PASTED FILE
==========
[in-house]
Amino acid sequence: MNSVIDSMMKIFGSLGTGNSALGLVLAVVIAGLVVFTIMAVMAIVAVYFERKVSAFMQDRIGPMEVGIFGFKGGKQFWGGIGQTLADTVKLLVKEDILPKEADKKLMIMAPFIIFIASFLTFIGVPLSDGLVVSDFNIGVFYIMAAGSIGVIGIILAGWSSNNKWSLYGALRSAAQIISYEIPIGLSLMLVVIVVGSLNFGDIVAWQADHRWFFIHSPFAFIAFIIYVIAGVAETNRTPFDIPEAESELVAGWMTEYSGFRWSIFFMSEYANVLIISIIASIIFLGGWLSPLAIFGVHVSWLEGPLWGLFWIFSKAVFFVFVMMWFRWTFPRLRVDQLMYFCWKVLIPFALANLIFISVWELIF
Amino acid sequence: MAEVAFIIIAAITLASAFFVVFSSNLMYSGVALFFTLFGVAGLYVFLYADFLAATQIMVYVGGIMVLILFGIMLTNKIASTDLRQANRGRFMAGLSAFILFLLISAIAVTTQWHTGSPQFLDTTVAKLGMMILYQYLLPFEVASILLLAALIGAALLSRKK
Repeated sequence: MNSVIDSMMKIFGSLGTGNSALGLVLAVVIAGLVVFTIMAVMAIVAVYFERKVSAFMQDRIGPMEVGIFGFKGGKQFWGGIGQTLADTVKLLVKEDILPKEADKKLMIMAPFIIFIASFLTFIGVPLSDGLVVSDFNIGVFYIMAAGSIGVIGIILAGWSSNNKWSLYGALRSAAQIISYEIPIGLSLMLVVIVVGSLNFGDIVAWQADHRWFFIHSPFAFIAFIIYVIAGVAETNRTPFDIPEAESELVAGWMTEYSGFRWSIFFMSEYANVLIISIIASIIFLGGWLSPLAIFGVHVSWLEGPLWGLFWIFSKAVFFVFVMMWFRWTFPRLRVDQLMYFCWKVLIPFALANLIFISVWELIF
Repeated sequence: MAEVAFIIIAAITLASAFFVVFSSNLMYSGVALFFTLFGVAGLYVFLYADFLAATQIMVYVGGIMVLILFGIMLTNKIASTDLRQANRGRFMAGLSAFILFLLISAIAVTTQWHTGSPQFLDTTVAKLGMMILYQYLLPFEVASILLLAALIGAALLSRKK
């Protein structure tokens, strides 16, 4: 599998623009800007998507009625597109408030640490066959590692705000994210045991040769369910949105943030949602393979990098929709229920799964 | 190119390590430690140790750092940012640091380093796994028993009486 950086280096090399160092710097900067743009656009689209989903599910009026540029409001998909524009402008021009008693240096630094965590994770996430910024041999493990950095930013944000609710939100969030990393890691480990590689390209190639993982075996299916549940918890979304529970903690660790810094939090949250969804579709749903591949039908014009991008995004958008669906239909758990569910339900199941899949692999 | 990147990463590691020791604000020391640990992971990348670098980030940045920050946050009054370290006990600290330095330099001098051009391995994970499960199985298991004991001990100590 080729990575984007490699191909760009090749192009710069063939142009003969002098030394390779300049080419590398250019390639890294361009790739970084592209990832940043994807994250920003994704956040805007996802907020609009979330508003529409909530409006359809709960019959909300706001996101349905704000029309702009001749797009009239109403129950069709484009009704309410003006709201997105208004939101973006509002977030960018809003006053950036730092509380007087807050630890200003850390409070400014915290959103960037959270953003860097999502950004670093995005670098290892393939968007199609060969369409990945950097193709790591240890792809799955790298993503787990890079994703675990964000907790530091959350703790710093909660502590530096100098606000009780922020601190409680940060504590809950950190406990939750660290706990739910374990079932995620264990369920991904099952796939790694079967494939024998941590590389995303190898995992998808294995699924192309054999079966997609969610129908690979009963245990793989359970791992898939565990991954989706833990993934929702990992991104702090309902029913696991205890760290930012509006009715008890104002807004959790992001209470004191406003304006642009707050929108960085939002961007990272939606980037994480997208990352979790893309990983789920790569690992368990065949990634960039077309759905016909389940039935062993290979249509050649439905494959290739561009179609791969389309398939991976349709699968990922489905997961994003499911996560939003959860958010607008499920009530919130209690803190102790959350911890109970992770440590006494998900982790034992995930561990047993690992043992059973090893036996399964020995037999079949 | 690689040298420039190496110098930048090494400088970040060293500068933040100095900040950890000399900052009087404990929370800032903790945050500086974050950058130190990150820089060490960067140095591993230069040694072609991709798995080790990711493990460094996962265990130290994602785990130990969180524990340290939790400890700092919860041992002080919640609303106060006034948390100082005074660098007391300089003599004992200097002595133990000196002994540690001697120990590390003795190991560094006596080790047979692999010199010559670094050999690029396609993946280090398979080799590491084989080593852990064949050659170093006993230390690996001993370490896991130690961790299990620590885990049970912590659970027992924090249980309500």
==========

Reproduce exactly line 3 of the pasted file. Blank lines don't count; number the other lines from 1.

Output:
Amino acid sequence: MAEVAFIIIAAITLASAFFVVFSSNLMYSGVALFFTLFGVAGLYVFLYADFLAATQIMVYVGGIMVLILFGIMLTNKIASTDLRQANRGRFMAGLSAFILFLLISAIAVTTQWHTGSPQFLDTTVAKLGMMILYQYLLPFEVASILLLAALIGAALLSRKK